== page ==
Community Chest: Meet: Jadayah Spencer

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Jadayah Spencer

Young people will give you all kinds of reasons as to why they need to call you back. They may be at the mall shopping or hanging with friends. They may be playing their favorite video game or headed to a party. I thought I heard it all until I called Jadayah Spencer. Her reason for having to call me back?

“I’m going through the United Nations security desk and you aren’t allowed to be on the phone while checking in. I’ll call you back.” That reason speaks directly to the nature of Ms. Jadayah Spencer. The 22-year-old from Bed-Stuy is a woman on the move, literally. This NYU graduate is the Executive Director of the International Youth Leadership Institute. She is also the co-Chair of the Youth Representative Steering Committee at the UN Dept. of Public Information. She’s already been on 5 continents, and her life’s work is sure to bring even more stamps to her passport. She speaks to her mission with superior confidence and candor. “The most important thing to know about me, I suppose, is that I am out to broaden the horizons of young people, leveraging travel and international and cultural exchange. I guess that’s the most important thing. I want every Black and Brown child to be able to experience the beauty of the many cultures that exist in our Diaspora.”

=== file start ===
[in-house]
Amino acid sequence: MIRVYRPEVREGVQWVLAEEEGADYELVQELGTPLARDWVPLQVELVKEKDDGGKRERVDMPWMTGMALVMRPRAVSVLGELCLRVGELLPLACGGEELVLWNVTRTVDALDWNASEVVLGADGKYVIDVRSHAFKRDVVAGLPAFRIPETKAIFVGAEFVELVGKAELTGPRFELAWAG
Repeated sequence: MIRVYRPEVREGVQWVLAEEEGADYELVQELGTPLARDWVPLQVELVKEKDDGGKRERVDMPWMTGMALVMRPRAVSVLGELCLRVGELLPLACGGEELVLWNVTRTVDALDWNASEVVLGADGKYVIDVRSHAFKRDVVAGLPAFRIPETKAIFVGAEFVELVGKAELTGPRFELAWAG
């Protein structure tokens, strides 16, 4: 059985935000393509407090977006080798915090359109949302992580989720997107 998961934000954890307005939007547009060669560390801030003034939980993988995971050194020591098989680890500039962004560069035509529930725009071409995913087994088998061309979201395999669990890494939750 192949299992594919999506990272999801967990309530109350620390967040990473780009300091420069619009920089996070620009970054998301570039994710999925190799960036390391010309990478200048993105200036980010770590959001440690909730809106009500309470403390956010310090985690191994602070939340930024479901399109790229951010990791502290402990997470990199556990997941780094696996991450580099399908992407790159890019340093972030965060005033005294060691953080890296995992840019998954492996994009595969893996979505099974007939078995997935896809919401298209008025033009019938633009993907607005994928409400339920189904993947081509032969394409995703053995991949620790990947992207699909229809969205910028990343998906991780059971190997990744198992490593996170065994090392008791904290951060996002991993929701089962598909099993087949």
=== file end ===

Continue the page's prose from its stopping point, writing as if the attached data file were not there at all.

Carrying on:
Her passion for global connection started as a toddler. She attended Little Sun People Day Care Center, an institution that has cared for our community’s toddlers for almost 40 years. Here, as a child, Jadayah began to learn about the world. She was introduced to languages like Swahili and Spanish and taught a global view and perspective. This perspective was reinforced and strengthened in her home, where her parents made sure that she built a healthy curiosity for the world around her. The Bedford-Stuyvesant community is a worldly community, and an educator in its own way. From her bedroom window, Jadayah can recall hearing African drums, the rhythm of Samba, the steel pan of Caribbean music and the beat of hip-hop. She recalls the love which defined her community, and she also remembers the dangers that existed. When she was 6, a stray bullet tore through her bedroom window, lodging itself about a foot above her bed. Still, the dangers never caused her or her family to wilt. Jadayah’s father was, in part, responsible for cleaning the block up and uprooting drug dealers and loitering from in front of her childhood building. The strength of her foundation would help Jadayah stretch her wings and fly. As a senior in high school, she was introduced to the International Youth Leadership Institute, an organization which focuses on cultivating critical thinkers and leaders through the education of history, culture and geography. Her dreams of global connection became a reality as a volunteer with IYLI. “Being a kid from Bed-Stuy, I always wanted to see the world but was afraid that it was way too expensive. IYLI provided a scholarship that enabled me to go. We first went to Tanzania, and that was the gateway I needed.” Her experiences abroad shaped her ideals and fueled her passions. “I just decided to never leave IYLI.” And she hasn’t. From volunteer to group leader, to board member and now as Executive Director, Jadayah has utilized the many resources available to create and foster global connections. And now she wants the same for every Black and Brown child. “I want to enable every Black and Brown child in the United States to be able to travel to a country in the African Diaspora. Imagine if the conversation in the hood went from, what sneakers are you rocking to what country did you go to last summer? Imagine if we had that kind of dynamic in our communities, where we are proud to embrace each other across continents, understanding that we are all a part of one story. Everyone is embracing Wakanda now, but Africa as a continent really is there, and you can really visit it.” Her advice to her peers and even her elders is, “There is no age limit to the kind of impact that you can make. We don’t have to wait until we are older to start making changes in our community. We can start making an impact in our community right now. Start thinking about how the things we do today will have an impact on others tomorrow. And travel as far as you can and as much as you can. Find ways to see the world. Minimum wage doesn’t have to equal minimum possibility.” From Little Sun People to the United Nations, Jadayah Spencer is on a mission to bring the world to our youth. And if her confidence is any indicator, she’s going to succeed at it.